Mission Blog: September 21, 2009
A Long Awaited Departure
By Jonatha Giddens, Scientist, Diver
Launching small boat (Photo: NOAA)
The morning of September 17th was long awaited by a new cohort of NOAA scientific divers. Myself and three others: Nakoa Goo, Krista Pierce, and Hailey Ramey have been training all summer in preparation for our new post as Fish divers on this Northwestern Hawaiian Islands cruise. For each of us it is our first cruise and something that we have been anticipating for quite some time.
Finally the moment arrived and Hi'ialakai departed from Pearl Harbor for our 35 days at sea. The ship's crew and the experienced scientists all helped us to adjust to our new surroundings, as we steamed northwestward. What is most striking about life aboard ship is just how much activity is
Boarding the ship (Photo: NOAA)
accomplished each day, humming along in perfect concert. This is surely attributed to the ship's experienced, knowledgeable, and caring leaders. Though it is somewhat overwhelming to learn all of the safety procedures in the first day, these rules quickly makes sense because they are what enable all 47 cruise participants to safely engage in the mission that we are here to do: to learn about Hawaii's remote coral reefs. When I first saw one of our small dive-boats launch from the main vessel with my companions all dressed in orange vests and hardhats ready for the days' dives, I thought to myself, "So, this is what we are here to do". Among the blue flowing waters, silent rocks and flights of birds, we are the two-legged orange-dressed ones, zipping about in noisy circles, collecting information points to answer questions about our surroundings. We are the stewards of this amazing ecosystem, even as we seek to understand it.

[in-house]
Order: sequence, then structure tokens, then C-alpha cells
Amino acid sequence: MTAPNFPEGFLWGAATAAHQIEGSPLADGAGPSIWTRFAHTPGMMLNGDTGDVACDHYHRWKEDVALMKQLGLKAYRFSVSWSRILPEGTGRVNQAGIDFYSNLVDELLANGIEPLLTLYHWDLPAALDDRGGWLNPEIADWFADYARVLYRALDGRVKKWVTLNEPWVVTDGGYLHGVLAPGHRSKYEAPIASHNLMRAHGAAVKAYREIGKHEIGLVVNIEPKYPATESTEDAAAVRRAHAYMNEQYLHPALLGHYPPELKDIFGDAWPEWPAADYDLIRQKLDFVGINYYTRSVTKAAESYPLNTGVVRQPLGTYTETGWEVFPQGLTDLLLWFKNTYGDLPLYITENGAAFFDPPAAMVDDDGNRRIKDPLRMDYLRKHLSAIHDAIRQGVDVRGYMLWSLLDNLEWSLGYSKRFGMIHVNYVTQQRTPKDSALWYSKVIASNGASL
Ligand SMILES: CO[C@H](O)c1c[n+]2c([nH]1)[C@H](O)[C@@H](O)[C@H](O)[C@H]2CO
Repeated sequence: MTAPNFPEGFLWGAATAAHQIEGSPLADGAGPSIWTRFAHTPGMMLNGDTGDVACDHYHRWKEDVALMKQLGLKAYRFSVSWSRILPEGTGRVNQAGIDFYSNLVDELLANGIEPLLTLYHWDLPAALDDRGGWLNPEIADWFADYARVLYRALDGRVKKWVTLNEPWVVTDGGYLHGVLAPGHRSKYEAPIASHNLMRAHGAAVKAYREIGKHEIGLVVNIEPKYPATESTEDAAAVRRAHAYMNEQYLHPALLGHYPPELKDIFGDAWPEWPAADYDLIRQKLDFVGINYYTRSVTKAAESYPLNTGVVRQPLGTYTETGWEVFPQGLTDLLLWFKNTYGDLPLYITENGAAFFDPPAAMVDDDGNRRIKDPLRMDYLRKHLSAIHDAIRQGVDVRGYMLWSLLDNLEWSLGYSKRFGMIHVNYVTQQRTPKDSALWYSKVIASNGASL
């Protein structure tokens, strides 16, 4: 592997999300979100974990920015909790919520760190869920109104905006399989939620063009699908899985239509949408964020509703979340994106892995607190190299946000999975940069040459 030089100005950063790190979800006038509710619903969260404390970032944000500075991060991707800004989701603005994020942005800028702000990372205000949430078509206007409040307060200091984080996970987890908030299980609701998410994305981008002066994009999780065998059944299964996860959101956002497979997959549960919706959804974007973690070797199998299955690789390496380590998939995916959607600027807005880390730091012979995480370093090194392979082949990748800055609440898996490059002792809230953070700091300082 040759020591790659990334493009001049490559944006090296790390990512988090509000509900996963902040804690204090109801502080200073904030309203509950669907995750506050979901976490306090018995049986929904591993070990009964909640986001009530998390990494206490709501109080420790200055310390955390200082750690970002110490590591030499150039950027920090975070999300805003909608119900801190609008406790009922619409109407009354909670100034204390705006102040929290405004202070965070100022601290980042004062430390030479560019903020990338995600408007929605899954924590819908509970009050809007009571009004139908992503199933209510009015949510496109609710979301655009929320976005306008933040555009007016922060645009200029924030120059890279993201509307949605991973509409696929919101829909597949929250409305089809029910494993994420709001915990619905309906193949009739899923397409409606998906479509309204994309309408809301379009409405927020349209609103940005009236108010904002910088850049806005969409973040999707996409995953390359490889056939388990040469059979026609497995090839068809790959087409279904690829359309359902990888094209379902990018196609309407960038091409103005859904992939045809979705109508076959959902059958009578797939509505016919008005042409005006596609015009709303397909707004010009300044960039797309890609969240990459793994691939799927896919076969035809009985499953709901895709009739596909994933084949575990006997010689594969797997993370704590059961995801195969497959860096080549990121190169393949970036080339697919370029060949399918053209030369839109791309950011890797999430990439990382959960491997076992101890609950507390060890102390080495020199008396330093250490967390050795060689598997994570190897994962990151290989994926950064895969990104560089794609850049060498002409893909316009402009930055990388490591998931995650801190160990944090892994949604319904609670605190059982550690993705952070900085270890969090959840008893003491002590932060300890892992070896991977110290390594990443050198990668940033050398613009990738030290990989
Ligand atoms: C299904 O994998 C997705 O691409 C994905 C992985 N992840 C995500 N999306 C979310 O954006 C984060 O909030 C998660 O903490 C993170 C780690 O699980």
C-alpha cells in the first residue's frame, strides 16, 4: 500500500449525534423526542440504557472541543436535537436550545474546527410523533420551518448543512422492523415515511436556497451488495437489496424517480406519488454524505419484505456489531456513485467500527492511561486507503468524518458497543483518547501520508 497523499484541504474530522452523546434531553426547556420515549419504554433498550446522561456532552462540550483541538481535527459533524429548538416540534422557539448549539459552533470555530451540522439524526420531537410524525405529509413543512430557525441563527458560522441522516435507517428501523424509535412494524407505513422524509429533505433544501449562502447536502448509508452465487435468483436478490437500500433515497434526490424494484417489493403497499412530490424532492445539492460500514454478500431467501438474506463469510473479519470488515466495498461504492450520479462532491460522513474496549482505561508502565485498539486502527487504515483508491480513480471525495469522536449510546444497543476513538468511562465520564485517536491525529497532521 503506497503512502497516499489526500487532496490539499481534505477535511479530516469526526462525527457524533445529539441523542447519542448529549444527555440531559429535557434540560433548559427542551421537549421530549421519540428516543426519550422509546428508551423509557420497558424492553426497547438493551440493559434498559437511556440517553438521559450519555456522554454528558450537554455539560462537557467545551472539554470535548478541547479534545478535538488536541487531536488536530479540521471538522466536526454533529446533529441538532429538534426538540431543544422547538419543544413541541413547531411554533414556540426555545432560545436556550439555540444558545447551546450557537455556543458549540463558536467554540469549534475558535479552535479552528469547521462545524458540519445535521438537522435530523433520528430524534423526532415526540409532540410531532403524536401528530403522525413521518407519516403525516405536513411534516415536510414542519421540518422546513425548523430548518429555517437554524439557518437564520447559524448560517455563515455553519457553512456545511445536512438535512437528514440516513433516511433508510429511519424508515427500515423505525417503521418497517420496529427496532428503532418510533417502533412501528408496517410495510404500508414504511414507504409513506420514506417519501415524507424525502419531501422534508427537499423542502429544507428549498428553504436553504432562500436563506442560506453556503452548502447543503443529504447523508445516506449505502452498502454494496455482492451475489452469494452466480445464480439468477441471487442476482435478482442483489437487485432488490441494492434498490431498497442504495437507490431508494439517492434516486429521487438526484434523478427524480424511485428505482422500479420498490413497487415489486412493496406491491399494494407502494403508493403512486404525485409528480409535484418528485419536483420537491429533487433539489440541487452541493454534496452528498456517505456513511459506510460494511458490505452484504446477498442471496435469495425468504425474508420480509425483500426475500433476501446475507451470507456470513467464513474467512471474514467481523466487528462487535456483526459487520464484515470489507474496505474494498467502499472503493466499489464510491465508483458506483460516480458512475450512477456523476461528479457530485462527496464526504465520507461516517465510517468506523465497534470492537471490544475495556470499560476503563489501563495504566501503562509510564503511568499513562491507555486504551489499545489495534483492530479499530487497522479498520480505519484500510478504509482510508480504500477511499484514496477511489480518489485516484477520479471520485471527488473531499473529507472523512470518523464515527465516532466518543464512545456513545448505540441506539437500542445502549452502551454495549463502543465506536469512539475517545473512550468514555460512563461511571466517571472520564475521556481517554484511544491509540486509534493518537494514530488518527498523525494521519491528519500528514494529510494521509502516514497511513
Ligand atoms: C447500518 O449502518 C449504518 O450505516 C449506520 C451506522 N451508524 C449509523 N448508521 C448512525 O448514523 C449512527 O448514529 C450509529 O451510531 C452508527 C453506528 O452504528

Within the first few days we have become familiar with boat procedures and found our role within the NOAA team. Yet, as familiar as one may become with daily operations, each day aboard ship is a privilege and gratitude for our work and for each other is fundamental.